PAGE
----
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I had just put my dog to sleep and sworn I wouldn't get another. What was I doing here? Oh right. Dog food. Dublin needed to eat after all.It was a Saturday and a friend and I had just taken our dogs to the park. Willow ( a sharpei mix) was Dublin's new best friend. They played together and rolled in the dirt. She was like the cheerleader and Dub was the linebacker. He defended her. Any dog that upset her and Dub (170 lbs of him) would take notice and just ram the hell out of it. Poor dog didn't know what hit him as he rolled across the dog park. Don't touch Dub's Willow.We went to the store to pick up dog food after dropping Willow off. I walked Dublin and the crowds parted and people stared and whispered. A few stopped dead in their tracks and pointed and still a few stopped us. Dublin did his usual tricks and shook hands with the people that wanted to meet him and see that not all rotts were nasty.We turned a corner towards the back of the store. My eyes locked with the saddest dog I had ever seen. Beautiful eyes. Expressive eyes that shown sadness and pleading to be loved. I didn't see anything but those eyes---windows of a soul locked in a small cage. Turning Dublin over to the strangers at the desk, I asked to walk him. He came out and followed me. I walked him all over the store and he, with his tail between his legs, followed. He looked horrible. Bones protruding through his skin, teeth broken and mouth bleeding still, clumps of hair falling out, but still those sad eyes looking up at me pleading. Past one toy isle and he grabbed a stuffed toy and carried it with him. The joy from one stuffed toy. Like he had never seen one before. He stopped and looked up at me with the toy in his mouth and slowly, very slowly, his tail crept from between his legs and he started wriggling. Those eyes----a little glimmer of hope shot through them as he looked at me.I returned him to the desk and saw his name on the card. Seeley. I asked about him and they told me he was unadoptable and this was his last weekend. He was to be euthanised on Monday. He was found wandering with a chain around his neck and the collar embedded into him. He had lymes disease and was bred for fighting. His teeth were broken to the roots. He was starved at only 35-40 lbs. They tried to encouraged me to get a healthier dog. But his eyes. Such pain and strength. I couldn't leave without him.I took this sad dog home with me. It was the year of hurricane Isabel. He reared up once home and took on Dublin in my foyer. Dublin grabbed him by the neck and shoved him down letting him know who was in charge in the house. For 4 months Seeley didn't sleep. He paced. He tried to fight with the cats and after many scratches across the nose he accepted them. Dublin split his eyelid open twice and left puncture wounds in his head. I'd never had to deal with such a "damaged" dog and I was at my wits end. Seeley didn't know how to sit to just relax since he was tied so tightly to whatever so he paced-----constantly. He had never been in a house in his 3 years so I had to teach him. Food aggression was a major problem. And he guarded his one toy he took from the store the day I took him home. I was afraid of him and during the night would tie him in my foyer to sleep.Fast foward a couple of years. Seeley is now Seamus. He is a chow akita mix. He lays on me on the couch and falls asleep on my chest. He has a cat (Anonda) who adores him and cleans him. Dublin is his idol. He nibbles Dub in times of stress and caters to Dublin. He will come and get me when Dub needs something. He is a healthy 80 lbs and still adores the many "babies" that people buy for him. He loves to be held and kissed and hugged. You can't give this dog enough attention and he demands it making up for the horrific life his previous owners gave him in his long 3 years. He was well worth the effort for me, to take him in and give him what he deserves his remaining years. His eyes said it all when I locked with him and saw nothing else but to love.Please adopt animals. While it is challenging, the rewards are tenfold.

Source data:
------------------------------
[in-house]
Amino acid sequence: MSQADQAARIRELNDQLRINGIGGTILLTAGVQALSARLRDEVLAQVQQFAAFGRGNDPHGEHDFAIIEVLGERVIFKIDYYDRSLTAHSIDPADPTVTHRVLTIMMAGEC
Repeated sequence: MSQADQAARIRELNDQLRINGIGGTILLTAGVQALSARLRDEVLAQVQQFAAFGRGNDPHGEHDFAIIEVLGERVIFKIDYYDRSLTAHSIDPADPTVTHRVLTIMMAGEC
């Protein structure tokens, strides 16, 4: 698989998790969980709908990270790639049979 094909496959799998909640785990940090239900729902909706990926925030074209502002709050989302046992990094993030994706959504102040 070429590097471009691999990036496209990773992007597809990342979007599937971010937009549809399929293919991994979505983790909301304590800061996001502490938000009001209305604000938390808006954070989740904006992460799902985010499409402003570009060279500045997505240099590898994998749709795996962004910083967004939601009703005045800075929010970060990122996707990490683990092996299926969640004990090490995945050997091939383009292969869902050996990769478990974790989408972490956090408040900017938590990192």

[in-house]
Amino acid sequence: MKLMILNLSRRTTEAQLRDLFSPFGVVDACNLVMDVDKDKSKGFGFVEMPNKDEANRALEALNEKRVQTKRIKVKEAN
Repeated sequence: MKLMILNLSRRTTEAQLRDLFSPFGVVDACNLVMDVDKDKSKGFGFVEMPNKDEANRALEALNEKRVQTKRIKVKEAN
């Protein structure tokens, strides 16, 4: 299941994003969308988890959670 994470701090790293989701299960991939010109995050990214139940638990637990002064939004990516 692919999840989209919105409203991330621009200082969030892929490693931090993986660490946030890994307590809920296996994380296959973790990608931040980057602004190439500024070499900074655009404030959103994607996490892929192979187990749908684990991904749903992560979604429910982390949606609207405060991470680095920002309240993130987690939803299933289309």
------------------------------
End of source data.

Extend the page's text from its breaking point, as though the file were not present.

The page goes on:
15 Comments On This Entry

Your critters are very lucky to have you. I bet if Seamus could talk he'd say that the three years of hell was worth it to be where he's at now.


O's Fan, on Dec 24 2005, 06:17 AM, said:

Your critters are very lucky  to have you. I bet if Seamus could talk he'd say that the three years of hell was worth it to be where he's at now.


Thanks. :lol3: They're sweeties.
God, that cup of coffee you post in here looks so good--there has to be something subliminal to it. :scratch: